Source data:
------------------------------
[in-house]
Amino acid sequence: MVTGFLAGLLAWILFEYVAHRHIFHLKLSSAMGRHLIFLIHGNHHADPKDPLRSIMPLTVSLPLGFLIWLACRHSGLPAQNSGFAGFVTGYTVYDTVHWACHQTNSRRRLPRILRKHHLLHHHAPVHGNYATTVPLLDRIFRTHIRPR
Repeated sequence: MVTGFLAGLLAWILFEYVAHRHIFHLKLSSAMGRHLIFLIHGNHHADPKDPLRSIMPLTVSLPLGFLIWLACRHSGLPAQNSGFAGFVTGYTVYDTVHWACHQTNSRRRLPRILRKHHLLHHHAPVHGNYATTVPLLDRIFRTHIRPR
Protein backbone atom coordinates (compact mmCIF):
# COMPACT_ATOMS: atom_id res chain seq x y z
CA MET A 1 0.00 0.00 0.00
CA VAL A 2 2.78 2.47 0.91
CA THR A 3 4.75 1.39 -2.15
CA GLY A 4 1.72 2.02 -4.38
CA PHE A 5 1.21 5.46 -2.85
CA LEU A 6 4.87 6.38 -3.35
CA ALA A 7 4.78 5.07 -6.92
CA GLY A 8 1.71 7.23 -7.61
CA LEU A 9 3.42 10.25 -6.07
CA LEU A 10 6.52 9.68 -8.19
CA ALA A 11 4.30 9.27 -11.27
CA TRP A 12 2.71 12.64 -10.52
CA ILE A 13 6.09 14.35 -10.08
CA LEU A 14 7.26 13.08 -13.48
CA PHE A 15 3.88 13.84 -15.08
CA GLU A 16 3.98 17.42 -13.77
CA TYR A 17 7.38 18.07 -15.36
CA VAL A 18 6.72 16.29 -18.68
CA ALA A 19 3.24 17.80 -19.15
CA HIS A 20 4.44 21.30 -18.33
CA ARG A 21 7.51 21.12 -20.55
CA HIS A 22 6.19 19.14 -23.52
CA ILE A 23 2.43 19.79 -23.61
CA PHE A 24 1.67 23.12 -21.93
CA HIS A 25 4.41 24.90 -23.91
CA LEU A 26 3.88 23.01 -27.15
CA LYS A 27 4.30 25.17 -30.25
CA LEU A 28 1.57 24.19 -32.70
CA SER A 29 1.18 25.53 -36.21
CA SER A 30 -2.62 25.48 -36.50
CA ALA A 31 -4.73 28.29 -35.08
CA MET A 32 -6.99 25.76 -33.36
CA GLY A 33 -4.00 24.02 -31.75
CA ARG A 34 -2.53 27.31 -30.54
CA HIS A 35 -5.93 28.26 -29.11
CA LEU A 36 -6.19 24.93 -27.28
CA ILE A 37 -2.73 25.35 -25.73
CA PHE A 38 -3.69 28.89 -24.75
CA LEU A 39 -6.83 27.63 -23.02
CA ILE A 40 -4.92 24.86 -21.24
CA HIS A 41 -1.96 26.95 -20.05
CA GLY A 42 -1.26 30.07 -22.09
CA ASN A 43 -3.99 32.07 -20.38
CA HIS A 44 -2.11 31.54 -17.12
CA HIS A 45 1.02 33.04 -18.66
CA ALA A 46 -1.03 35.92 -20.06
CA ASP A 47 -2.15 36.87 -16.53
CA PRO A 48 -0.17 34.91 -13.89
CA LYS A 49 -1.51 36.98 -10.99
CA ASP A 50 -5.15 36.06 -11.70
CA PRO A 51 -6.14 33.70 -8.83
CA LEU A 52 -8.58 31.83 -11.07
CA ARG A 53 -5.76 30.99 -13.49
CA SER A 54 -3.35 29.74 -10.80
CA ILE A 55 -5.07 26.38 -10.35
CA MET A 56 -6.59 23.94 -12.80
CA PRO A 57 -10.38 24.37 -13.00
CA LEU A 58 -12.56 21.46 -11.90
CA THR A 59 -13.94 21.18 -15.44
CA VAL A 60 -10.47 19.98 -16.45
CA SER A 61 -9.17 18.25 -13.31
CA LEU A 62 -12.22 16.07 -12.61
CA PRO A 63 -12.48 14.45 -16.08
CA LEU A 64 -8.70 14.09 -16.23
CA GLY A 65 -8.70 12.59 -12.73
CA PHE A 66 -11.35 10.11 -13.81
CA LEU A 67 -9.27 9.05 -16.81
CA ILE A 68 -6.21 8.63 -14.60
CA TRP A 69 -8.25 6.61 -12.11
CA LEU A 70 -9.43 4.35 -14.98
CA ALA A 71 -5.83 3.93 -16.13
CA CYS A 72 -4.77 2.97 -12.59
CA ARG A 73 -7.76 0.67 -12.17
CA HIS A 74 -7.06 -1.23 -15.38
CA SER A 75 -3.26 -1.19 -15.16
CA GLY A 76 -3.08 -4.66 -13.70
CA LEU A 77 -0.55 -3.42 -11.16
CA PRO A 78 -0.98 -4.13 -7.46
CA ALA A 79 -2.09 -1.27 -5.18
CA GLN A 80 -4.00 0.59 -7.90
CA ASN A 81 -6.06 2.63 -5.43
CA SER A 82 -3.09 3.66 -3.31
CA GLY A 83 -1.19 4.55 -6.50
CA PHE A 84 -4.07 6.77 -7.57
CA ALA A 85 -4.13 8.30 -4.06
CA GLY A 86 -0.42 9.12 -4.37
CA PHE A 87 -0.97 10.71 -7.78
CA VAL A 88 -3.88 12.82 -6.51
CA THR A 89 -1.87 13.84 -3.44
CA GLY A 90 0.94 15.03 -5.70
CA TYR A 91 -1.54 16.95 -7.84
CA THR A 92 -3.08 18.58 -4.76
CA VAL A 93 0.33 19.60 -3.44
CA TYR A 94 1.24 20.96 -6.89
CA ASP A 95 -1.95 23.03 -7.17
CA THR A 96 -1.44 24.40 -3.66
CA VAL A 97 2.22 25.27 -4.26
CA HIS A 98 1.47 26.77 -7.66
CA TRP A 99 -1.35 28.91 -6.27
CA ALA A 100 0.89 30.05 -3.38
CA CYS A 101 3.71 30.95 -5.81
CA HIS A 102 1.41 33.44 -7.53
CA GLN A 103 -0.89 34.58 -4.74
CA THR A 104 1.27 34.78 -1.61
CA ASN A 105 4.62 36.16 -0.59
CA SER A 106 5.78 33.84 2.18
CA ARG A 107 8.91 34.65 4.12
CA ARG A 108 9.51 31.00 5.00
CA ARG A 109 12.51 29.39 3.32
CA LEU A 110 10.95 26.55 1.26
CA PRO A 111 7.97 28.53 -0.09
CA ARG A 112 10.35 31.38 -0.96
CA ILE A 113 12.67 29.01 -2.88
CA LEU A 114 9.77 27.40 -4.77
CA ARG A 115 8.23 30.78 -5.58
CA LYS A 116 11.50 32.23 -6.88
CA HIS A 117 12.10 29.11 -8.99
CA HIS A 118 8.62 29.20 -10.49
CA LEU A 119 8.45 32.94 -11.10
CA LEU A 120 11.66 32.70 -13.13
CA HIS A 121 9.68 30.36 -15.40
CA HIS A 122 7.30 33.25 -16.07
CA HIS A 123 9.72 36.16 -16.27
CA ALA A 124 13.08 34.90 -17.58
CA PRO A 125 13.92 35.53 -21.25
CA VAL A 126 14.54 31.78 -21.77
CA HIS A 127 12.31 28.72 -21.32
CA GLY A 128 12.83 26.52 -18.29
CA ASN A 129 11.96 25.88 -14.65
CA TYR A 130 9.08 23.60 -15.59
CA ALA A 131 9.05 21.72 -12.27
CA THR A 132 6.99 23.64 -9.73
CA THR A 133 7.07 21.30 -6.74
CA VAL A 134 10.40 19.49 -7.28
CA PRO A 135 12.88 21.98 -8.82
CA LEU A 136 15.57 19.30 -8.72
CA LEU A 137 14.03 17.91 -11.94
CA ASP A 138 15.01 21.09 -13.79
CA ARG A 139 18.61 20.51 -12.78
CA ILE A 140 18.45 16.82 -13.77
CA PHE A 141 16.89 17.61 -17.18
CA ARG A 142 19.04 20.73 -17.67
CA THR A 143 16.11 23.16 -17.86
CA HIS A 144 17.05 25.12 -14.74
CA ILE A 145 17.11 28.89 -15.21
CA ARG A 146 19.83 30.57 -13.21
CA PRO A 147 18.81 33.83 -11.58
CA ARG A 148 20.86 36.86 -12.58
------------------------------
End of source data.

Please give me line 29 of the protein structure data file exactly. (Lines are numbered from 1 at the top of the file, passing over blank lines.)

CA PHE A 24 1.67 23.12 -21.93